Sunday, April 16, 2017

Max Mayrshofer (1875-1950)

Max Mayrshofer - Fantastic Drawing, 1930

Max Mayrshofer - Untitled, 1931

Max Mayrshofer - Phantasie, 1936

Max Mayrshofer - Untitled, 1930

Max Mayrshofer - Death and Life, 1929

Max Mayrshofer - Phantasie (2), 1930

Max Mayrshofer - Phantasie, 1927

Max Mayrshofer - The Child, 1927

Max Mayrshofer- Apocalypse, 1938

Max Mayrshofer - Phantasie, 1930

Max Mayrshofer - Gpuf, 1927

Max Mayrshofer - Ubermady, 1929

Max Mayrshofer - Ungft, 1927

"In stark contrast to his classic, impressionist painting of the later period, Mayrhofer's sketchbooks contain a multitude of whimsical, grotesque drawings with demons, skeletons and fables. As early as 1912, Wilhelm Michel wrote: "For a while, his imagination had been felled by the creation of fabulous animal bodies which are not equal in the grotesque art of our cultural circle. He has drawn them into a book, diary-like, like hypochondria melancholy and bawdy mood. " Whether this ambiguity in his work is expression of his personality, or whether Mayrshofer as a professor at the art academy had to follow the taste of so-called "German art" propagated in this epoch, can not be explained with certainty to this day.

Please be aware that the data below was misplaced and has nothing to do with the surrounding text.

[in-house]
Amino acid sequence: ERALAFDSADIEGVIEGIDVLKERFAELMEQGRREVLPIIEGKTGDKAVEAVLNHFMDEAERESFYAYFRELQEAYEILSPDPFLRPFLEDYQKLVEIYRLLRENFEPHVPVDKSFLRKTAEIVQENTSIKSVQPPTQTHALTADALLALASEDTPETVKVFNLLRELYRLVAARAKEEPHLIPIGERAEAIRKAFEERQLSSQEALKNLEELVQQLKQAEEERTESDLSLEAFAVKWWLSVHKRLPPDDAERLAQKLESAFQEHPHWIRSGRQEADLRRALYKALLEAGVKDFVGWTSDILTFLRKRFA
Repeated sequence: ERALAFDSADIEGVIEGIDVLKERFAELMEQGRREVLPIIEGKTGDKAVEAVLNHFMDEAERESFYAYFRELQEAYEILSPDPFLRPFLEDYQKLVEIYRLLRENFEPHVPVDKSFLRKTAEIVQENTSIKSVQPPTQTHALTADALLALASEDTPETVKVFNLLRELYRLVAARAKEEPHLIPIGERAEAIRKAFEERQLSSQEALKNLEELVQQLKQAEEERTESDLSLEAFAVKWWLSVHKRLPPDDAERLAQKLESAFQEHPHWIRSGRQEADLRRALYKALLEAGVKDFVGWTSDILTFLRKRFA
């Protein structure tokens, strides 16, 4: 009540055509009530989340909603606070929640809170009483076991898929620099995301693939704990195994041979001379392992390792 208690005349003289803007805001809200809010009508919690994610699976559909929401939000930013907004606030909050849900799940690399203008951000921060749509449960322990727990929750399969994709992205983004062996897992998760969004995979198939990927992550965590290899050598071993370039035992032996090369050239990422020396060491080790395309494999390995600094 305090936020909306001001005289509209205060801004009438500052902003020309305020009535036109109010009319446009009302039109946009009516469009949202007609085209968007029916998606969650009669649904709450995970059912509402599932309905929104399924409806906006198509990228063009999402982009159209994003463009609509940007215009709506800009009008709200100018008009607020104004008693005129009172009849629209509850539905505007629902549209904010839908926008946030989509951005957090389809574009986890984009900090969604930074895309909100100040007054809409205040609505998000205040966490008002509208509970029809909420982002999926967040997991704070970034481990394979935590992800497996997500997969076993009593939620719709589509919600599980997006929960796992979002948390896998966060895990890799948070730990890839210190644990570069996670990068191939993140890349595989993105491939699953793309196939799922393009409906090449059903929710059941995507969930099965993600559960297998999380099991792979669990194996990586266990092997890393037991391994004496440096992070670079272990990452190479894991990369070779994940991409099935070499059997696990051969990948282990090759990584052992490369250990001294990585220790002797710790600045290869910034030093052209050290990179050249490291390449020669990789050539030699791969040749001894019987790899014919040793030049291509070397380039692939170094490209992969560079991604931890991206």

It is known from his diaries that Mayrshofer has suffered from a severe renal disease and severe neuralgia since childhood. That is why medical questions were repeatedly occupied by him in his presentations. In a sketch book with the inscription "Nice Drawings" he sketches patients, doctors and death, who dwells as a skeleton among the living. In the midst of the sick and the dead, he represents himself." quote source

All artworks were originally published in the German art magazine Jugend.
A website for the artist can be viewed here.

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